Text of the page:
Something very bad is happening in the Chesapeake Bay but nobody is taking any notice. Particularly not the Mayor of Claridge, Maryland, whose genteel coastal town is about to hold its annual Independence Day celebrations. And maybe he’s got more personal reasons for looking the other way. But Claridge’s Independence Day is about to be rudely interrupted by a monstrous plague that spreads, at terrifying speed, from out of the Chesapeake water and into the town’s unsuspecting residents, infecting them with gruesome sores that are only the first symptom of something much more vicious that is rapidly incubating and waiting to escape from beneath their flesh. Within hours, Claridge will be decimated and all communication with the outside world will be lost.

And the authorities, not least the Centre for Disease Control, would like it stay that way.bay-poster-xlarge

Were it not for a renegade journalist who painstakingly reassembles the events of that day via an ingenious use of found footage, the harrowing events of The Bay would never be known. But is Barry Levinson’s The Bay a potently evocative slice of horror hokum or a terrifyingly accurate prediction of an ecological nightmare that is still to come?

Which is exactly why Levinson’s new movie The Bay works so well, because it depicts a story about ecological disaster that could easily be all too real, and that scarily plausible sense of reality is beautifully enhanced and supported by the cleverest use of found-footage that I’ve ever seen. Ordinarily, nothing turns me off a movie faster than the found-footage conceit. However, Barry Levinson has used the found-footage convention so well, and employed so many disparate types of found-footage in stitching together the patchwork of his story (including local news reports, Oceanographers video, Skype, mobile phone video and police car CCTV) that The Bay never becomes repetitive and, if I hadn’t known better, I could easily have been convinced I was watching a 60 Minutes-style documentary and not an electrifyingly tense, flesh-crawlingly effective work of fiction.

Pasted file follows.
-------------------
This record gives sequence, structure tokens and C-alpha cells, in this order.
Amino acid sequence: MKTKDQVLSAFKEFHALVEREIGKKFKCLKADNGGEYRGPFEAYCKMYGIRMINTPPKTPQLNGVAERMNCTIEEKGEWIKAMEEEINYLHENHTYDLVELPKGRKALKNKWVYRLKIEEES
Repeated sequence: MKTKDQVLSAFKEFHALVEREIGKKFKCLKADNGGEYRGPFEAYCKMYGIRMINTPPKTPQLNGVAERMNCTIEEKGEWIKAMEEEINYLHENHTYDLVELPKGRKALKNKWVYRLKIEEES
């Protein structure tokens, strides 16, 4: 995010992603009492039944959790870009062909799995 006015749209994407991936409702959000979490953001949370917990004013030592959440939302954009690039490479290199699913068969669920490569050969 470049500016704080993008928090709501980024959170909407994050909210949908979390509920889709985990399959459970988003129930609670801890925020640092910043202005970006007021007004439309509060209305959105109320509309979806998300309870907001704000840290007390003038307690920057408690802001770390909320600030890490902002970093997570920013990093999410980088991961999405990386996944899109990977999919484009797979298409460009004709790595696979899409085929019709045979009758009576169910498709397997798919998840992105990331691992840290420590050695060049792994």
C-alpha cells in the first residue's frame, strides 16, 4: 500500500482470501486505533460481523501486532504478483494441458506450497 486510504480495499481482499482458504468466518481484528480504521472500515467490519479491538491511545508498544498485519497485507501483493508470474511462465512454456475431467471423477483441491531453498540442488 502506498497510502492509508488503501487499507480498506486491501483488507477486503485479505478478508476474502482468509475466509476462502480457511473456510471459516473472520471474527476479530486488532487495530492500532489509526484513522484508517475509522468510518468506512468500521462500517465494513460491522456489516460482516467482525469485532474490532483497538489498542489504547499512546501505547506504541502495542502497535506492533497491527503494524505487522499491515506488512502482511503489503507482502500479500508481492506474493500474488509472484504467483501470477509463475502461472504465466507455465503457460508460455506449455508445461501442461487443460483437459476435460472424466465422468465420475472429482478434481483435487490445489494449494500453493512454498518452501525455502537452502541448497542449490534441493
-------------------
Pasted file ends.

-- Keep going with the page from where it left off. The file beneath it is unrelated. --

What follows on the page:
The Bay’s realism is further enhanced by the smart casting of not-too-familiar actors (Kether Donohue, most recently seen in ‘Pitch Perfect’, is particularly excellent) and sparingly used creature effects that are so nastily convincing it’s hard to believe they’re actually ‘effects’ at all. And, even though the story is told almost completely in documentary-style overview with very little opportunity to focus on, or empathise with, any one particular set of characters, the pace never slackens, the narrative never becomes muddled and the atmosphere never loses tension.

As far as I’m aware, Barry Levinson’s last foray into the murky waters of science-fantasy resulted in ‘Sphere’, a starrily-cast but ultimately meandering sleepfest from 1998. And that The Bay is produced by the same team who made ‘Paranormal Activity’ and ‘Insidious’ didn’t give me high expectations either.

But I’m very glad I put my reservations aside and dipped my toe into The Bay, even if Levinson’s cautionary horror tale is still keeping me awake at nights, and I might never go swimming in – or even drink – water ever again.

Immerse yourself in the terror of The Bay. But do it from a cinema seat, and preferably on dry land.

About The Author

Ian White is an author, screenwriter and journalist. His book ‘Witchcraft and Black Magic in British Cult Cinema’ was recently published by Hemlock and he is a regular contributor to ‘Paranormal Underground’ and ‘Starburst’ magazines. He’s currently writing a new book and screenplay and his embarrassingly out-of-date website can be found at